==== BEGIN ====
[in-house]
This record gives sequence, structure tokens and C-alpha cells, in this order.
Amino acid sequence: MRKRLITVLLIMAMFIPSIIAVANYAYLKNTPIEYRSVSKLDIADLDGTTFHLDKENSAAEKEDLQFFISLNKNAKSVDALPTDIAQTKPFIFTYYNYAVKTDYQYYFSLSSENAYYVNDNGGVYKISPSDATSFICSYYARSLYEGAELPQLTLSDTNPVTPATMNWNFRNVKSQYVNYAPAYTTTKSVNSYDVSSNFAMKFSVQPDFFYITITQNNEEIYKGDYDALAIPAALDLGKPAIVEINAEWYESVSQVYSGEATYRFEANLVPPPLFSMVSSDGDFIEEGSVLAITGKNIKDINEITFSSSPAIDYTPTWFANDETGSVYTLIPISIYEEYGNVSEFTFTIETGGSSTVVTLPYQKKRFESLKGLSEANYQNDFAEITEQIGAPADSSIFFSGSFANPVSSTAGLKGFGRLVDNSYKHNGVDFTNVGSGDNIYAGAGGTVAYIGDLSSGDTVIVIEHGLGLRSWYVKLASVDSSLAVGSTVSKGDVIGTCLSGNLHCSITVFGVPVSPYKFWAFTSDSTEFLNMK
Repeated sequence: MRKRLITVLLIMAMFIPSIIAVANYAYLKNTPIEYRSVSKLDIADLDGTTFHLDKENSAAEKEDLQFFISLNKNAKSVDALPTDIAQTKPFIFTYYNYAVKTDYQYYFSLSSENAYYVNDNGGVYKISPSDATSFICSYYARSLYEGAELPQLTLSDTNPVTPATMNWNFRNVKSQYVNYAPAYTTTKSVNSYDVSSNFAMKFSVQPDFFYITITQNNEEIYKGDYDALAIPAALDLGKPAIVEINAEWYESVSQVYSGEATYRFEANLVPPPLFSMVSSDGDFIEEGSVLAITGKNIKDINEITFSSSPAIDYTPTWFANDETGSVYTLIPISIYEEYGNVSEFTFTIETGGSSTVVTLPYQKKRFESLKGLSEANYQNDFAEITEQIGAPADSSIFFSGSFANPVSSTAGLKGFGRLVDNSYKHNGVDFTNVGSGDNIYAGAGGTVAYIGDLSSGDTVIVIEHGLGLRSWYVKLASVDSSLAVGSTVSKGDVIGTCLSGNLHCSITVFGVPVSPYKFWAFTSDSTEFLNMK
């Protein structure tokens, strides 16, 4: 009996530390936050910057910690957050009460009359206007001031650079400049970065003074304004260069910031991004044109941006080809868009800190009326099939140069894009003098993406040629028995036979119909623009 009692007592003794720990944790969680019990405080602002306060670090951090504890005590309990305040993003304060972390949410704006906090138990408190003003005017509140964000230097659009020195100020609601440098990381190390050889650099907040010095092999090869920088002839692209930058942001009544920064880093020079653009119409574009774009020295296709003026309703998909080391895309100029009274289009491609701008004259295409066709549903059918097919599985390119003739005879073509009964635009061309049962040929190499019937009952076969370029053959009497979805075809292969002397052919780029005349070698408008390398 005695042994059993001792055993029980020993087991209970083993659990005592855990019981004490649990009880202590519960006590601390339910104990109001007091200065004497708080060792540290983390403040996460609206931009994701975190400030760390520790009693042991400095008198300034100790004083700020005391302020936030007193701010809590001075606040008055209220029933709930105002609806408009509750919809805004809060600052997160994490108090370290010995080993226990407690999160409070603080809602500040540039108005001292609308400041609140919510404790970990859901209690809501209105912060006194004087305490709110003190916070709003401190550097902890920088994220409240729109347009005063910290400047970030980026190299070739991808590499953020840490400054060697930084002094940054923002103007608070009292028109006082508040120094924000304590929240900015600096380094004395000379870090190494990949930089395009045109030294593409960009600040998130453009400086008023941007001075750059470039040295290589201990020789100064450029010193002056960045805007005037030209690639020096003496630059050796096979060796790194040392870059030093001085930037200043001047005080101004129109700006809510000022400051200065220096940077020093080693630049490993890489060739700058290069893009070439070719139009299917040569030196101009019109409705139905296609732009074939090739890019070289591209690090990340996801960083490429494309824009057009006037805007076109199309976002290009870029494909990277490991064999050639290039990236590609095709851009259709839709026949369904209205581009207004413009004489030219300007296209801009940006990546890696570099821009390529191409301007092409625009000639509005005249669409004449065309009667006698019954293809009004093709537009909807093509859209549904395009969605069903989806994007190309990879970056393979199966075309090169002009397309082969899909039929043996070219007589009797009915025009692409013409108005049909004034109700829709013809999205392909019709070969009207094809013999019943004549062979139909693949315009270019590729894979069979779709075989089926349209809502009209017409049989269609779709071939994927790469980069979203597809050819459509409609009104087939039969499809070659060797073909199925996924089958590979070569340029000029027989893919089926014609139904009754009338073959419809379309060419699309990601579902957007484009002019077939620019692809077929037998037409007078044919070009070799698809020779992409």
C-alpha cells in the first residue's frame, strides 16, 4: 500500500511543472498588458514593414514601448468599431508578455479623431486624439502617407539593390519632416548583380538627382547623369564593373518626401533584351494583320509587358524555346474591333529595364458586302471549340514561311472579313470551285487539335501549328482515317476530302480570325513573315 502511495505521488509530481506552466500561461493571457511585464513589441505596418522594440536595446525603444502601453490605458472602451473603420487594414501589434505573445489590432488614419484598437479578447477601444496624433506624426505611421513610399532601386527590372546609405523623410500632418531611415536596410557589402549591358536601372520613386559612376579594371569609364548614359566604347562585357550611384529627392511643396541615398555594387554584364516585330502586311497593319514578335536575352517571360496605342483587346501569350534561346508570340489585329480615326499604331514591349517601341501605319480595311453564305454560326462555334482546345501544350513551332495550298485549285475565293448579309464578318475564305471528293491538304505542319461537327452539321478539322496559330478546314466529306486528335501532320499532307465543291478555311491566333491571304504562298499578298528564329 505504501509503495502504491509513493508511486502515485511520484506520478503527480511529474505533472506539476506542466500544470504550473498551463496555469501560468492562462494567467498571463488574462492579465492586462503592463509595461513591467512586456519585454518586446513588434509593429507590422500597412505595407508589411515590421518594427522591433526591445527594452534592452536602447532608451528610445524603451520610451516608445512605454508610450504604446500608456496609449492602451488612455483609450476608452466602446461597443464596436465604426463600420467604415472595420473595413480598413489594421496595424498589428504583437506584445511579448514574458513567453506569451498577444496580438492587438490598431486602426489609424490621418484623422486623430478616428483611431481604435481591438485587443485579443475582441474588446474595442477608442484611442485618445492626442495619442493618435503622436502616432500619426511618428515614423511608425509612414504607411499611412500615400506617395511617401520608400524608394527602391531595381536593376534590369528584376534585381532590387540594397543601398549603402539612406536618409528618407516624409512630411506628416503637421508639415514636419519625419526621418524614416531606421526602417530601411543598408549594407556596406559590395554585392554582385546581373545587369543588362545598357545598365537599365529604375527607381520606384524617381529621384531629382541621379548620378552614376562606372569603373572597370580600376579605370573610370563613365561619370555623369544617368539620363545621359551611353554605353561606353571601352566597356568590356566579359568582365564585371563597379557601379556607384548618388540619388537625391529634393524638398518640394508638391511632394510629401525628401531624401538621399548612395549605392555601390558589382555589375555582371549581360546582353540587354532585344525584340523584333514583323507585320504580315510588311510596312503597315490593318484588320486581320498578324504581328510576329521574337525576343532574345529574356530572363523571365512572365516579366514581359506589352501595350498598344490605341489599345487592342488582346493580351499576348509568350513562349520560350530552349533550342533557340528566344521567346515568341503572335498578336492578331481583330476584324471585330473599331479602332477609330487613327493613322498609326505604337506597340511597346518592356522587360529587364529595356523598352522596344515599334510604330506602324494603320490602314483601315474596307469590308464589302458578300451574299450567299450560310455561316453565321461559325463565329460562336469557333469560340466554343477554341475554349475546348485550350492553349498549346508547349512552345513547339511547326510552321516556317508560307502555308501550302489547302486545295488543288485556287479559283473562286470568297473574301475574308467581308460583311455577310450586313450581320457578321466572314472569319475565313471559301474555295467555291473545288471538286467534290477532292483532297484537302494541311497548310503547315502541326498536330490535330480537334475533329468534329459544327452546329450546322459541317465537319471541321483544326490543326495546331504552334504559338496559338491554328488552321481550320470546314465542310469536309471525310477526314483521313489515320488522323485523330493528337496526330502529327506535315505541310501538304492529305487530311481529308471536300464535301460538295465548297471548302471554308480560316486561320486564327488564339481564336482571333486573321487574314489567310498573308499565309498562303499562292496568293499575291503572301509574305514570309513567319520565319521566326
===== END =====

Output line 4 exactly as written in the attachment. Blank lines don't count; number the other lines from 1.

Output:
Repeated sequence: MRKRLITVLLIMAMFIPSIIAVANYAYLKNTPIEYRSVSKLDIADLDGTTFHLDKENSAAEKEDLQFFISLNKNAKSVDALPTDIAQTKPFIFTYYNYAVKTDYQYYFSLSSENAYYVNDNGGVYKISPSDATSFICSYYARSLYEGAELPQLTLSDTNPVTPATMNWNFRNVKSQYVNYAPAYTTTKSVNSYDVSSNFAMKFSVQPDFFYITITQNNEEIYKGDYDALAIPAALDLGKPAIVEINAEWYESVSQVYSGEATYRFEANLVPPPLFSMVSSDGDFIEEGSVLAITGKNIKDINEITFSSSPAIDYTPTWFANDETGSVYTLIPISIYEEYGNVSEFTFTIETGGSSTVVTLPYQKKRFESLKGLSEANYQNDFAEITEQIGAPADSSIFFSGSFANPVSSTAGLKGFGRLVDNSYKHNGVDFTNVGSGDNIYAGAGGTVAYIGDLSSGDTVIVIEHGLGLRSWYVKLASVDSSLAVGSTVSKGDVIGTCLSGNLHCSITVFGVPVSPYKFWAFTSDSTEFLNMK